The nearby sound of footsteps in the crunching snow made him glance up. Walking past him was the new medic in the unit. Corporal Wilson wasn’t even sure of the medic’s name. It seemed like it was Hunter or Harris, something that began with an H. No longer than medics lasted out here, it was hard to remember their names.

The idiot walked past the sniper’s hidden forward position as if on a holiday stroll. Through clenched teeth, Wilson said, “Stop.”

The medic ignored him.

“Fool. You’re dead.”

Once again, no hesitation from the medic. Corporal Wilson quickly turned back to his German target. He found the rifle and scoped in where the white-hooded German’s head peered behind the scope. The German had shifted his aim, and Wilson knew it was now focused on the American medic crossing the open field.

Corporal Wilson’s first thought was  I’ll get the Kraut before he gets our medic. However, that thought was balanced against  If I kill the German, they’ll kill the medic.

Wilson looked up, watching the medic’s steady progression across the open. So far, no German had shot him.

He held his fire. I’ll just wait and see.


* * *


Franz Schmidt had no idea he was in the crosshairs of an American sniper across the way. He was too deep in thought watching the medic through his scope.

I can kill him before he gets any closer. He’s carrying something in his right hand that looks like a grenade. He’s probably gone crazy and wants to be killed.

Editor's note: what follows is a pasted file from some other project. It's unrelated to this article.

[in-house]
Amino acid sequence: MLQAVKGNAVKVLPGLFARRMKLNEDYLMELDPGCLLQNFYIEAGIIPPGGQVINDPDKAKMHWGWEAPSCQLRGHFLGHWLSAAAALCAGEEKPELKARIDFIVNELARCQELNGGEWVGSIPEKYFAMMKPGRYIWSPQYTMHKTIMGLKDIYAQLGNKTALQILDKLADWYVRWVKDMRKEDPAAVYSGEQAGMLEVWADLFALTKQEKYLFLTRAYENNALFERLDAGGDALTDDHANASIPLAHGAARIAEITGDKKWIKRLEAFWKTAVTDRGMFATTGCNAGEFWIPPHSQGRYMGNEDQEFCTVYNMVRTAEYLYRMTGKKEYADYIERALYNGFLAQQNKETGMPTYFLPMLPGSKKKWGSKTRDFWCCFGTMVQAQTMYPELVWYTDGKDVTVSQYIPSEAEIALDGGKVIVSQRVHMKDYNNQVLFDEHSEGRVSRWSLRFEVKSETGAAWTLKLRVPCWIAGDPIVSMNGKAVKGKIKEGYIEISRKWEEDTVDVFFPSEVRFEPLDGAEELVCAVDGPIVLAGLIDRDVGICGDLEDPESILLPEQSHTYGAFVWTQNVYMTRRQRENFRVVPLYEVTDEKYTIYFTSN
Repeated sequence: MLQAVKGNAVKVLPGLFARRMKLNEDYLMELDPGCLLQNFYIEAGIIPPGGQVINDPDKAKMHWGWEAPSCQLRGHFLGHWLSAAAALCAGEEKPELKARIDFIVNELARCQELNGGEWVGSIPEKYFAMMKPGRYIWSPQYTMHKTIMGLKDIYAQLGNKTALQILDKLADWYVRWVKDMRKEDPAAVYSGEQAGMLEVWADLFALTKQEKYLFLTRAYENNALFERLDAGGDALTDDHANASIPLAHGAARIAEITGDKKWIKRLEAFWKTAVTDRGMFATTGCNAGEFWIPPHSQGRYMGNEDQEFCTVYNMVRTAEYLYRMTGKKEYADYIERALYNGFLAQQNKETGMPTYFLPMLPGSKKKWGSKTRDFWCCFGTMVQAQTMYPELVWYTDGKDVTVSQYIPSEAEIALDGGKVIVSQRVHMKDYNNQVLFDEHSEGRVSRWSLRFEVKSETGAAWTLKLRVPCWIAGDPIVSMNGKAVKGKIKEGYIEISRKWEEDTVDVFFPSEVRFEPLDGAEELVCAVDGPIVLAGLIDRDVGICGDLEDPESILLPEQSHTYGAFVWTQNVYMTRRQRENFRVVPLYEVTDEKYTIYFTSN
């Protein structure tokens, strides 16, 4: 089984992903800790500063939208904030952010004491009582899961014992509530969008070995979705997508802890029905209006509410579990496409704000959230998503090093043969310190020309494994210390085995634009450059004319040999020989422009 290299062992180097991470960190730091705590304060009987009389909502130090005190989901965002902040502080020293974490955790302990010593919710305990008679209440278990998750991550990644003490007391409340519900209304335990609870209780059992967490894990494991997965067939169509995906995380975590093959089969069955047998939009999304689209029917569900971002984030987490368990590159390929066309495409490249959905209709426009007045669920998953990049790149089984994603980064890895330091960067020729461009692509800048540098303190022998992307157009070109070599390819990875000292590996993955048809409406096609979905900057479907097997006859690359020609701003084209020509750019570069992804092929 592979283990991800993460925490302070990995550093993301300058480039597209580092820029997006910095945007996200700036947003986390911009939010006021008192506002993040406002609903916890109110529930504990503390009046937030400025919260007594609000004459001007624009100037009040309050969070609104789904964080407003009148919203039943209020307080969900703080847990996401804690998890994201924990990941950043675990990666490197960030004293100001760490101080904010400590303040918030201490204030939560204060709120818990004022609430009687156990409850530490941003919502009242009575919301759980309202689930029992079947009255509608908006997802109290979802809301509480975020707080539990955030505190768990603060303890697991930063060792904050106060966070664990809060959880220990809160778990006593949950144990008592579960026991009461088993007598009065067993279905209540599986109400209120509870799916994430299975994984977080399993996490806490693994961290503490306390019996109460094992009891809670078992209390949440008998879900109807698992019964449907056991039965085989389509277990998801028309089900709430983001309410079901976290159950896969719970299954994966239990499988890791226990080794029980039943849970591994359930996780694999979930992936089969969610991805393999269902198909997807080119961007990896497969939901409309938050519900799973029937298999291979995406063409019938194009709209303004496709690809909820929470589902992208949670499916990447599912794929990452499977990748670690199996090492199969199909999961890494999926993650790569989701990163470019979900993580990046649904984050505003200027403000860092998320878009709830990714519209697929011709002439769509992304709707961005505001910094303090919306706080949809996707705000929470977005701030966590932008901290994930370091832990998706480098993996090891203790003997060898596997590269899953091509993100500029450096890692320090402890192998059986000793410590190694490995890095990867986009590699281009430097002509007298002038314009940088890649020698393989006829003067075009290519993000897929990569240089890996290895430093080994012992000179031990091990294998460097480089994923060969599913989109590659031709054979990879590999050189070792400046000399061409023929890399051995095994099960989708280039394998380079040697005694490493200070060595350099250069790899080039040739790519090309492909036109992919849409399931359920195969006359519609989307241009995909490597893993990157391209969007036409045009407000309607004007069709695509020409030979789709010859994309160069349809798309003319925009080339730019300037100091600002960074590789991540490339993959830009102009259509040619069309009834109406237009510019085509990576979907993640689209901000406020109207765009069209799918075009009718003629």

However, studying the medic’s face through his scope changed his mind. He didn’t look crazy, but had the determined look of a man crossing a minefield. Every forward step could mean death, but still he came.

“Medic. Help.”  The wounded soldier couldn’t have known the medic was approaching. Schmidt thought. I’ll let the medic get to him, but if he takes one step past, I’ll take him down.

Hundreds of German and American eyes, separated by a quarter mile of open field, watched the medic’s journey toward the wounded man.

The German sniper had the best seat for what happened next. The medic knelt at the wounded American. Schmidt couldn’t understand what the medic said. He was further confused when the American stood and walked past his wounded comrade.

Hands raised, the medic continued slowly toward the German lines.

Schmidt, meaning to keep his vow to shoot at this point, leaned against his rifle’s cheek piece and put the crosshairs on the back of the medic’s neck—just below the helmet line.

Unknowingly to the German sniper, Robert Wilson, United States Army sniper, placed his crosshairs on the forehead of his enemy counterpart across the way.

Each sniper knew from experience what a bullet from his rifle would do. Whether it was an American 30.06 slug or a German 8 mm cartridge, the results would be the same.

But neither fired.

They both held back because of what was happening in the snowy field. The American medic stopped at the wounded German.

Franz Schmidt, watching from his hidden position, lowered his rifle. They were so close he needed no scope.